BLYDE WAKE-UP CALLS
5 BURNING QUESTIONS TO ANGELA URSEM, FOUNDER OF FOOD FOR SKIN
The past years have laid bare many truths about our current model of capitalism — the severe income inequality and the belief that improving human lives and taking care of the environment are expendable for better profit margins. The changemakers in the growing Certified B Corporation community are demanding an end to the myth that profits must come at the expense of purpose, and environmental and social care. It’s time to wake up, it’s time for action.
At Blyde we believe in questioning the status quo. We believe in the power of the collective, in taking a stand and inspiring people by showing what can and must be changed. In our weekly Wake Up Calls, Blyde stirs up hunger for positive change. We listen to several B Corp voices who talk about their call to action for companies around the globe today. By letting people from different perspectives and businesses speak, we would like to underline the important role of business in this decade of action. ‘On stage’ today: changemaker Angela Ursem, founder of Food for Skin.
What was your wake-up call for contributing to a better world?
Back in 2018 I got to learn about the use of microplastics and other potentially harmful ingredients in the personal care industry, when I tried to ‘clean up’ my own bathroom in my quest to make better sustainable choices in my own life. I used the Beat the Microbead app of the Plastic Soup Foundation and I was shocked to see that although I thought I used sustainable products, 9 out of 10 products contained microplastics. How can one know? Unless you are a scientist, no one can read the label at the back of a cosmetic product, so you rely on the ‘claims’ that brands put in their advertising. I was upset and went looking for alternative brands without microplastics. I could hardly find them on the shelves and if I found it, it either didn’t appeal to me (hey, we all have our preferences) or it didn’t work for me. I shared my frustration with my sister Cathy (senior beautician) and she told me: if it doesn’t exist, we have to develop it ourselves. We collaborated with a cosmetic scientist and she developed at first, 5 beautiful products for us: 100% natural, vegan and partially made out of upcycled ingredients. All manufactured locally, in Almere.
The development took 2 years and when the products were approved by independent laboratories we were doubting if and how to launch it besides our former full time jobs. But then Covid entered the world and it was vivid to us: this is our call to launch, cause the world turned upside down and we felt an urgent need to contribute to a better world. So in week 1 of Covid, I quit my job and 6 months later we launched Food for Skin.
What is your call to action for companies around the globe?
Our first and foremost call to action is towards the cosmetic industry: don’t wait until it is forbidden by law to use microplastics and other potential harmful ingredients in your products. If you know it, you can’t unknow it and hide behind the fact that it is not forbidden (yet). Take responsibility by removing all microplastics from personal care products, because nature doesn’t want them and consumers don’t need them. The microplastics in cosmetics only account for a small part of the plastic pollution, but if we don’t need it, why would you add it?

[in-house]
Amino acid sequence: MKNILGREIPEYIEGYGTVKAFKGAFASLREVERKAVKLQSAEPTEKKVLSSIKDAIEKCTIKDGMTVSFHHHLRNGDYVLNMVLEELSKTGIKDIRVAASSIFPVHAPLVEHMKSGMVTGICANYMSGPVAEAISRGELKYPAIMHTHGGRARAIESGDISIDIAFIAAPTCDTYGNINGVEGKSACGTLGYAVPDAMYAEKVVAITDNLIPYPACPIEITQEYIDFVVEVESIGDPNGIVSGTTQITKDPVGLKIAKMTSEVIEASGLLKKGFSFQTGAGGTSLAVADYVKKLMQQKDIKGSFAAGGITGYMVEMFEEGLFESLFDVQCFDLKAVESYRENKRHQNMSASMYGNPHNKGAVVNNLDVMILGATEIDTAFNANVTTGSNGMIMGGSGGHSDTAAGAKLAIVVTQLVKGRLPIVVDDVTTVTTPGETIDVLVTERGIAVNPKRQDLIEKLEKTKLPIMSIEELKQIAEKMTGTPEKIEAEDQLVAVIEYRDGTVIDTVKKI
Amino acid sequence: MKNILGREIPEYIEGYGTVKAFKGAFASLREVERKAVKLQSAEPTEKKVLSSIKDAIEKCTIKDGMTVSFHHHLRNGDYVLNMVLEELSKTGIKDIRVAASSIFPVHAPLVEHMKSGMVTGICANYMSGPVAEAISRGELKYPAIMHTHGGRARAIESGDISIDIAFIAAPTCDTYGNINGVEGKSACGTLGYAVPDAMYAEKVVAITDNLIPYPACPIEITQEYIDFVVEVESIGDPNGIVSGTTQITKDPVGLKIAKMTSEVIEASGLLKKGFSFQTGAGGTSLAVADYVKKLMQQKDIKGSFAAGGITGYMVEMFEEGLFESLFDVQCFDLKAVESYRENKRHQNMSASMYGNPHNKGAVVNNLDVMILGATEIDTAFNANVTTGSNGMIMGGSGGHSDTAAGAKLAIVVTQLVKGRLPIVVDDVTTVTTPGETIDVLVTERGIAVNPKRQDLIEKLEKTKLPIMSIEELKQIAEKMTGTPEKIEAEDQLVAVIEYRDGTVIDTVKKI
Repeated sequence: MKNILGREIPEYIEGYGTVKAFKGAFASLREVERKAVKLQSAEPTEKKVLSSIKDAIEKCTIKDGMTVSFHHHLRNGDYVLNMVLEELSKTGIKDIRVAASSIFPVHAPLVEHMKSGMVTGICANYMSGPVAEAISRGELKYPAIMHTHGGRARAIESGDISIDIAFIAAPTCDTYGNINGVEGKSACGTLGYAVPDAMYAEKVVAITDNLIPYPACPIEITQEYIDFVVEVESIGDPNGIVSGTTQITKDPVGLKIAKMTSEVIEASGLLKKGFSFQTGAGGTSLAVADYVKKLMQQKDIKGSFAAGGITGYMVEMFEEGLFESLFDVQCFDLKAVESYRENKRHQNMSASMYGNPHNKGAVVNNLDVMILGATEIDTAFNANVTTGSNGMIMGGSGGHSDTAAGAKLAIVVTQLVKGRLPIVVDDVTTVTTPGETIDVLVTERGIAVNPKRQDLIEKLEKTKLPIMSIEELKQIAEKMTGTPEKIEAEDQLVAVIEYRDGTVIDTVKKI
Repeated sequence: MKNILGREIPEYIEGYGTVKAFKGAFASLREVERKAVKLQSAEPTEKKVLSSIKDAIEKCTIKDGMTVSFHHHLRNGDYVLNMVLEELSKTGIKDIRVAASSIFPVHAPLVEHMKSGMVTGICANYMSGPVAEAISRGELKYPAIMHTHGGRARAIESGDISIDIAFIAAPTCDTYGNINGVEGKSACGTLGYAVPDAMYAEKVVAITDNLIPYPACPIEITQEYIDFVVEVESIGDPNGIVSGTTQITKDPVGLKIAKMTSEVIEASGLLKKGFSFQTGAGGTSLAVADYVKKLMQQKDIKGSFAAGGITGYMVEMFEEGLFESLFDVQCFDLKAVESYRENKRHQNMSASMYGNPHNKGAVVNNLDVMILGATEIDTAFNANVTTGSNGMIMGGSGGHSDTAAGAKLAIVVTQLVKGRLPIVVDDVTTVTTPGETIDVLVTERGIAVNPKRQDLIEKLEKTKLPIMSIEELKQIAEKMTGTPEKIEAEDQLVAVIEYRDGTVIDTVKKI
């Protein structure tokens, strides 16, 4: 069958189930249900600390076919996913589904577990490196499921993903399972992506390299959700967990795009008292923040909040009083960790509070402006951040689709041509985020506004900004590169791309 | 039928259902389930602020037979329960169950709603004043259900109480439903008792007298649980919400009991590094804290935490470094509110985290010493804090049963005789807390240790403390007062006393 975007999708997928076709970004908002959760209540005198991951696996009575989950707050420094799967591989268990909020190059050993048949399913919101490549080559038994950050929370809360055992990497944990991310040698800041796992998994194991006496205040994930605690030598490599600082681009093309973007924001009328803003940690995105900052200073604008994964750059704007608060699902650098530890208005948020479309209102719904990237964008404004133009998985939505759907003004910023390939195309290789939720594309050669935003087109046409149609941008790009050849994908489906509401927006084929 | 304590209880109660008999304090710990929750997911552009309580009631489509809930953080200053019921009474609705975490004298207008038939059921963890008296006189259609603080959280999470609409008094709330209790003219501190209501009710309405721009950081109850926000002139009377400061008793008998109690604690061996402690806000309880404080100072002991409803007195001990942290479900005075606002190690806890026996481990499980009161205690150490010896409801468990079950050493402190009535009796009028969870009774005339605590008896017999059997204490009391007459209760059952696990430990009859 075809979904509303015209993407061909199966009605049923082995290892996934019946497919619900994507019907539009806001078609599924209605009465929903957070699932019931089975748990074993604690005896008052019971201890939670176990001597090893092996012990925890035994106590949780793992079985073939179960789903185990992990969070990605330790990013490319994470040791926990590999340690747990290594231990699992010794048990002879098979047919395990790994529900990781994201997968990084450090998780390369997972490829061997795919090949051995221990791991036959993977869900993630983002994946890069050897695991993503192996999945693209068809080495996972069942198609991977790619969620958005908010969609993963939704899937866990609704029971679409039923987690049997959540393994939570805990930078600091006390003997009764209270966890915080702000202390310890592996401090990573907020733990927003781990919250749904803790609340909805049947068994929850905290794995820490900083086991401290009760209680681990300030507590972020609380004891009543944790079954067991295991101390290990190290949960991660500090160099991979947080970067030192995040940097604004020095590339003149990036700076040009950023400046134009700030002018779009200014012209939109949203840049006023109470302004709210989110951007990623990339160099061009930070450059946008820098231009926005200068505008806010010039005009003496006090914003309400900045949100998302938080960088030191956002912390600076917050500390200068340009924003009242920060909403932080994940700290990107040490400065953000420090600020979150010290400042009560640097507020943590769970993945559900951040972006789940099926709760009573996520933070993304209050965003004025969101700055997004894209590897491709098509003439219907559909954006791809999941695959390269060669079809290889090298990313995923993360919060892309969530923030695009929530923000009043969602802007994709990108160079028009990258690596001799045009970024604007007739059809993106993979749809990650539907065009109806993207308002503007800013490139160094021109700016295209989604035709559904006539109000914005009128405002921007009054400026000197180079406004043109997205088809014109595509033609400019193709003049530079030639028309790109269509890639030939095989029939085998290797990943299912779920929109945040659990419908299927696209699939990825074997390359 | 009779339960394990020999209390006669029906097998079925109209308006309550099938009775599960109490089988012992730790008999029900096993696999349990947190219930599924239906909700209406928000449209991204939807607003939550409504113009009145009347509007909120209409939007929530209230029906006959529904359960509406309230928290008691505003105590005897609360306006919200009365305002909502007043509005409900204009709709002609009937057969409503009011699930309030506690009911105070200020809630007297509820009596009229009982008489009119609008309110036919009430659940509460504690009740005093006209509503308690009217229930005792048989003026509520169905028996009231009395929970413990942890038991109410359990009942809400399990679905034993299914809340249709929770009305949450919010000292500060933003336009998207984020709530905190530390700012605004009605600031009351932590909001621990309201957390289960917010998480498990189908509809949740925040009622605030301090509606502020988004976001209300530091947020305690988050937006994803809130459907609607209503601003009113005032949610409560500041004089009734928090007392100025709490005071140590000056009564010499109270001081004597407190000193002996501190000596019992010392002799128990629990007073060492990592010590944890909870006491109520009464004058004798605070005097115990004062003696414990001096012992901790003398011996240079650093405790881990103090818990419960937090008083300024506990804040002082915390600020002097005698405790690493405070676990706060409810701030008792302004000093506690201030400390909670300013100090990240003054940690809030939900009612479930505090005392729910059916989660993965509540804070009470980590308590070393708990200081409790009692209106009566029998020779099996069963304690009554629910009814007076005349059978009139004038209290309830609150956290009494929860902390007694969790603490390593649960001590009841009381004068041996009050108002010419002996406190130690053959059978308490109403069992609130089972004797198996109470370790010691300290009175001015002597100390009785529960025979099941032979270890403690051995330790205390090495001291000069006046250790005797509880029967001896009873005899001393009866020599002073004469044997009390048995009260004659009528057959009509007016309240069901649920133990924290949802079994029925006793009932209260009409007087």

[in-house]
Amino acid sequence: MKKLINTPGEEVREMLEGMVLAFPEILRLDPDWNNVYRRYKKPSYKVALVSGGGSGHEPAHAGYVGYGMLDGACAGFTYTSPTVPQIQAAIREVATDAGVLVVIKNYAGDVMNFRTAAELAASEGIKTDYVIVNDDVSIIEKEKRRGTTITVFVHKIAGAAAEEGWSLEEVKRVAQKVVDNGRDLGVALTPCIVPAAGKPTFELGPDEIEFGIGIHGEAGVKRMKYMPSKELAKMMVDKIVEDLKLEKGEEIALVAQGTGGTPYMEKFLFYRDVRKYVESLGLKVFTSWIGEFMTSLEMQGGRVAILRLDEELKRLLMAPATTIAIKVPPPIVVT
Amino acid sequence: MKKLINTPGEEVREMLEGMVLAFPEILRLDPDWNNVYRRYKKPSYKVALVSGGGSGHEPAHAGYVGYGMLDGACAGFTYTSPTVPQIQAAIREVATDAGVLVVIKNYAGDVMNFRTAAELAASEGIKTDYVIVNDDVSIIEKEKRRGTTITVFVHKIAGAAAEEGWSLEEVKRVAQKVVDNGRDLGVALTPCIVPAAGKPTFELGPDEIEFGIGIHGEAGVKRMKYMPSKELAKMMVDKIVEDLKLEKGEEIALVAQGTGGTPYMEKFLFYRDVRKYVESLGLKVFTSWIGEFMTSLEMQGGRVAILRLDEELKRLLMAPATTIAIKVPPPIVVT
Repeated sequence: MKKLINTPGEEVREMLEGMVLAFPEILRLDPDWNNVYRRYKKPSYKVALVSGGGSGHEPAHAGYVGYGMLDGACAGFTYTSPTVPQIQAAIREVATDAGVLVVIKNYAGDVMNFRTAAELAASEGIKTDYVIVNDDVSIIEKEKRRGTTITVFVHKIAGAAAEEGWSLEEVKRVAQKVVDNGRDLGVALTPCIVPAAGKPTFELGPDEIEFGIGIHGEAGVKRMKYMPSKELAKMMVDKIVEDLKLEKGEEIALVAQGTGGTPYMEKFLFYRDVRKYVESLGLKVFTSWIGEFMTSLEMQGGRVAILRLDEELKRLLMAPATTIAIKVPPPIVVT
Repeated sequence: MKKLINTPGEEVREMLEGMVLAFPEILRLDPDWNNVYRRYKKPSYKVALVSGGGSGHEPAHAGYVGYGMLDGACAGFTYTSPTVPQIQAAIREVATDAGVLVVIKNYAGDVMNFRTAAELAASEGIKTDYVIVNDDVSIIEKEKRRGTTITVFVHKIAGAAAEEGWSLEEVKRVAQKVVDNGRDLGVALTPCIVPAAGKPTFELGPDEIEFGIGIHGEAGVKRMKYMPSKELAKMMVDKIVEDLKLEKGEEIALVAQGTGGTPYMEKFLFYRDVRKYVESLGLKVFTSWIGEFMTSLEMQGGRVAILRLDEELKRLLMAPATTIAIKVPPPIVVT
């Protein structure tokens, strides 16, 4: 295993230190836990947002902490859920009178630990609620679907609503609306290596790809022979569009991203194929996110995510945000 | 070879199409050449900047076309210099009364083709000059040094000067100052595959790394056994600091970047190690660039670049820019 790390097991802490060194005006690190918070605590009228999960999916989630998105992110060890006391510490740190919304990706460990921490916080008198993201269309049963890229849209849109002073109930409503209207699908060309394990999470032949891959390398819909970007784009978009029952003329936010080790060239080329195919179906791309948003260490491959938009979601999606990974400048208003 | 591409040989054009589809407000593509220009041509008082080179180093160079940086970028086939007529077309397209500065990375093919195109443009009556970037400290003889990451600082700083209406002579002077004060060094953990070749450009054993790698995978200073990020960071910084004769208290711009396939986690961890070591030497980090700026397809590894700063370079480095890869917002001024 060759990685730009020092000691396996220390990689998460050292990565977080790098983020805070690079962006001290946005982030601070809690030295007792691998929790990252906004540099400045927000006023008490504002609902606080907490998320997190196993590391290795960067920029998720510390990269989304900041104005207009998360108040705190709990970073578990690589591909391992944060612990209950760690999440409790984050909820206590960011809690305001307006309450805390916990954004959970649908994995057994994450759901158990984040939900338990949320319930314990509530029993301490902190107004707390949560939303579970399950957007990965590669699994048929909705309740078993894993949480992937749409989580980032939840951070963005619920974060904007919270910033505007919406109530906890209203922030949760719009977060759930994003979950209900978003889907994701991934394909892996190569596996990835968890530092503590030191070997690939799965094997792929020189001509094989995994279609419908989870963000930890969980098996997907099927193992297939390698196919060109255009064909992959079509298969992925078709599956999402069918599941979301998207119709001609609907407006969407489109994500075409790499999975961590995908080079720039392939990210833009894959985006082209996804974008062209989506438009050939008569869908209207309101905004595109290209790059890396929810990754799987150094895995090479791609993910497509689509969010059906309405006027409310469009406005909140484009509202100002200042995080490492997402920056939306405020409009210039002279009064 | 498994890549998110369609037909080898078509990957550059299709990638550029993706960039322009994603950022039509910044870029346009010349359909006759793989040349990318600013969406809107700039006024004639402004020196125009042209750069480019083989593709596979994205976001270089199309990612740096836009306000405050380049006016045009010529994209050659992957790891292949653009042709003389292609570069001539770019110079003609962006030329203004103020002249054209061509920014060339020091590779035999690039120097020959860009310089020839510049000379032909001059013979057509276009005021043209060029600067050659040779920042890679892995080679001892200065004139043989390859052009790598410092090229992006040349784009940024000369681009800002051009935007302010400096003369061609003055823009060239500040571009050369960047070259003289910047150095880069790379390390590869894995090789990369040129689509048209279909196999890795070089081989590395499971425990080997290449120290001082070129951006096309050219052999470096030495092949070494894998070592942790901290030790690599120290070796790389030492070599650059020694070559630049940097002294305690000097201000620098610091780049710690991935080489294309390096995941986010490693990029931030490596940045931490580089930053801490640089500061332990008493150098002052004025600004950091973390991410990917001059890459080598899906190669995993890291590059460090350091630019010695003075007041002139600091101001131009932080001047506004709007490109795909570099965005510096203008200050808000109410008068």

I would love all companies around the globe to just use their common sense and to take responsibility: for all ingredients that might harm nature or humans, even though approved, you have a choice. You can just leave them out when formulating your products! Why take the risk?
Which SDG (Sustainable Development Goal) calls you most and why?
SDG 12: responsible consumption and production. We are human beings. We can make choices. We can take accountability for our choices and we should. In my opinion it starts with the producers. Producers have the choice to make ‘the better choice’. In our case we’d like to call upon all producers to take their accountability regarding their choice of ingredients. What does prevail: ‘costs of goods’ or ‘costs of planet’? You are in charge of that decision. Don’t hide behind laws but go beyond. If an ingredient is doubtful or not certain yet: avoid it. There are plenty of alternatives, from nature, but also synthetically made. Food for Skin is 100% natural to create clarity for the consumer, but for sure we are not against all synthetic materials. There are plenty of ‘good’ synthetic ingredients! We are talking about those ingredients which are being discussed, which are potentially harmful, which raises some brows, which might cause health issues.
We can’t expect consumers to become scientists to be able to judge a product by its ingredients. The producer is the expert, so the expert can make this change. Make that change!
Call me a changemaker – your company in 2030…(biggest dreams, wishes, plans?)
My wish is that the current ‘changemakers’ will become the new normal in business and that those who don’t want to change, will become the a-normal companies. Food for Skin would love to inspire other beauty companies that it can be done, easily. If we can do it, so can you 😉
If you could invite one company to join the B Corp community, what company would that be and why?
We’d love to invite a big cosmetic company to join! So all will take accountability and responsibility for sustainable consumption. Not only where it comes to ingredients, but also where it comes to consuminalism, healthy margins (when is it enough?), greenwashing, honest consumer marketing, and taking care of all stakeholders instead of shareholders. We dream about a world where every company is a B corp, so bring it on!